Narrative Theology: "Discourse about God in the setting of story" —Gabriel Fackre.
It was because of a story that I became a Spirit-filled Christian. I was a student at Roberts Wesleyan College, having been saved in an ultra-conservative Baptist church. My theology was staunchly anti-tongues and anti-healing. Then a lovely lady invited Patti and me to her home for some great meals. She told us a story of how her family used to have to go to the hospital several times a year with illnesses, and since she started praying for healing for them, no one had gone to the hospital for the last couple of years.
Wow! That didn't line up with my theology, but it was an amazing story by a person extending friendship and a meal to us. I listened to the story, honored it, and by the time I was done researching Scriptures with an open heart and mind, my systematic theology that said healing wasn't for today had changed, and I became a charismatic Christian.
There is no way she could have convinced me with theological arguments, but her story broke through my doctrinal fortress. I am just glad I honored the story and was not like the Pharisees who wanted to remove the evidence that Jesus had raised Lazarus from the dead by putting Lazarus to death again (John 12:9-11). Wow, how is that for a closed-minded theological box that repels evidence right before your eyes by simply calling it "of Satan"! Lord, don't ever let me become closed off to ongoing revelation from Your Holy Spirit (John 16:12).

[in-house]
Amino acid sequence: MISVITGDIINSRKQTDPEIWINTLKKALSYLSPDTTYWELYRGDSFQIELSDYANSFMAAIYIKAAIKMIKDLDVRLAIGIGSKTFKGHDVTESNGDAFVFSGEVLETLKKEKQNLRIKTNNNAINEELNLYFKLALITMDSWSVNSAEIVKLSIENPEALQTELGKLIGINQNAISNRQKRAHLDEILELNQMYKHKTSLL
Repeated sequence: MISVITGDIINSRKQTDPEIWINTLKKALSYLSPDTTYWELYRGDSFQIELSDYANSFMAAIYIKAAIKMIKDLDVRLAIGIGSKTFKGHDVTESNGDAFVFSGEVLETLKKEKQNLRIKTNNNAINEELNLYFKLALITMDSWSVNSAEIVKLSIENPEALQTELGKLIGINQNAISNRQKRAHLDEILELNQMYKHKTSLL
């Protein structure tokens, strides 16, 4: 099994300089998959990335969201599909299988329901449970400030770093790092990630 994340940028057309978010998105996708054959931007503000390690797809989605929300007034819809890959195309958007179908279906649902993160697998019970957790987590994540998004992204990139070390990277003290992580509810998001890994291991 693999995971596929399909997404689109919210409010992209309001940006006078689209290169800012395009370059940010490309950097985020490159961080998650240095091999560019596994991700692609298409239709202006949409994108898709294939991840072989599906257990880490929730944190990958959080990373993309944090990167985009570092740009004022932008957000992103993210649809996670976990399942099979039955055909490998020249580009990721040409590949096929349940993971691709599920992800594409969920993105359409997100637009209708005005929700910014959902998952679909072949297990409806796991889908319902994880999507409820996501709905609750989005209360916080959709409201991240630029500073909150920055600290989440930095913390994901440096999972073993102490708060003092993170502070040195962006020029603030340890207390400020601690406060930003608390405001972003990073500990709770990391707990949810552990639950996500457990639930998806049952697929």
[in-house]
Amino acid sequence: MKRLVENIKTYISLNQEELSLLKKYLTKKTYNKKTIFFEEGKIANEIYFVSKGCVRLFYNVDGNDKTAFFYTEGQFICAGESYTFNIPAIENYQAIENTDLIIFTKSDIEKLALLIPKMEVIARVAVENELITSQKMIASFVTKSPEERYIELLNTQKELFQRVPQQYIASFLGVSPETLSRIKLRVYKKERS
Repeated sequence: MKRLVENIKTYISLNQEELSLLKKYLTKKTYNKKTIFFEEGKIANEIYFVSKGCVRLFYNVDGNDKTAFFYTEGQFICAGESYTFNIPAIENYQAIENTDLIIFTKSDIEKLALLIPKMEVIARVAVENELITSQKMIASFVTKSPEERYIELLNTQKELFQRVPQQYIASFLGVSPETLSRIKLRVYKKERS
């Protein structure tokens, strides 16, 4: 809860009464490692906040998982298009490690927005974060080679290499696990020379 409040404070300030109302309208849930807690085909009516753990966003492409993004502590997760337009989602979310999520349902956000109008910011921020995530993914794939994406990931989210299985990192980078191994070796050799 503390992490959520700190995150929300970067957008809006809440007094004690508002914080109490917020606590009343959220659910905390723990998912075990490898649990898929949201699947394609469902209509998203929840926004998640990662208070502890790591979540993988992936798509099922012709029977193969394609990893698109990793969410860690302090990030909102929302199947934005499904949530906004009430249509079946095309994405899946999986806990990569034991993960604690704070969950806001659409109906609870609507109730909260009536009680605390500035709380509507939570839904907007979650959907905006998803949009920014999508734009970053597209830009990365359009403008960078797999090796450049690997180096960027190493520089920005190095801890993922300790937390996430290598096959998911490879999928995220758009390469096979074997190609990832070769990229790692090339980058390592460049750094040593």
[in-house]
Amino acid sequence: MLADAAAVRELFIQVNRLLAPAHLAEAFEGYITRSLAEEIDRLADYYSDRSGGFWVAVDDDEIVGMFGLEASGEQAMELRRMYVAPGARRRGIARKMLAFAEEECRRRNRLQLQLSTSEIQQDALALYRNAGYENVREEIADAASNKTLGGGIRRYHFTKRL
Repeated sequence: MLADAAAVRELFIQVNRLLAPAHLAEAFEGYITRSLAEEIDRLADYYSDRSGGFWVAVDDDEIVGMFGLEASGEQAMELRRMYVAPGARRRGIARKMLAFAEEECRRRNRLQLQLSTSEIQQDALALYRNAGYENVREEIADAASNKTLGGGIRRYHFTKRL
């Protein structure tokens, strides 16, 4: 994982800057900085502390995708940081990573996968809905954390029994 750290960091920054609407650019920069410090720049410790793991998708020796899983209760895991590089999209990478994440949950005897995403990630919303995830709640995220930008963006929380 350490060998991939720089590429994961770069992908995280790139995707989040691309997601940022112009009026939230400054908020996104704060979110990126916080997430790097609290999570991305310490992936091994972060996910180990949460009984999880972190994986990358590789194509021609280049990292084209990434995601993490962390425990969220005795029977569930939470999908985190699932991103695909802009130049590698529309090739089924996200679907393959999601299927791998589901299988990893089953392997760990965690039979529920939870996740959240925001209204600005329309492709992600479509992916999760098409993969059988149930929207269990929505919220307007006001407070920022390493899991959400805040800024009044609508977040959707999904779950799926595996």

I loved theology. I believed correct theology was the goal of Christian maturity. I still like theology, but God has dethroned theology as the god I worship and the thing I believe will keep me safe from error. He has replaced theology with a celebration of the unfolding story that is revealed as we walk and live by the Spirit (Gal. 5:25).
I remember complaining to God that the Bible was written the wrong way. It was a book of stories; it was not a book of systematic theology. I always needed to rewrite it and turn it into theology so I could preach it properly.
When I finally discovered how to hear God's voice, He spoke to me and said, "Mark, I wrote it right the first time. Yes, My book is a book of stories. You do not need to rewrite it. You are to make "story" the center of your teaching style. I want you to note that life itself is a story, not a theology. Since life itself is a story, your teaching will resonate with power and authenticity when you teach using stories. Tell your story. Tell others' stories. I told stories as I walked upon earth. Without a parable, I taught them not (Matt. 13:34). Wouldn't you agree that the teachers you have loved most were great storytellers?
The natural outgrowth of living life as a story rather than living a system of ideas is that one will eventually teach life, rather than teaching a system of ideas. You are learning to live out of My voice, rather than living out of a system of ideas. Therefore your teaching style continues to be altered by your lifestyle. The freer you are to live life, the freer you are to teach life—real life, full life, continuous life, at all times and in all situations."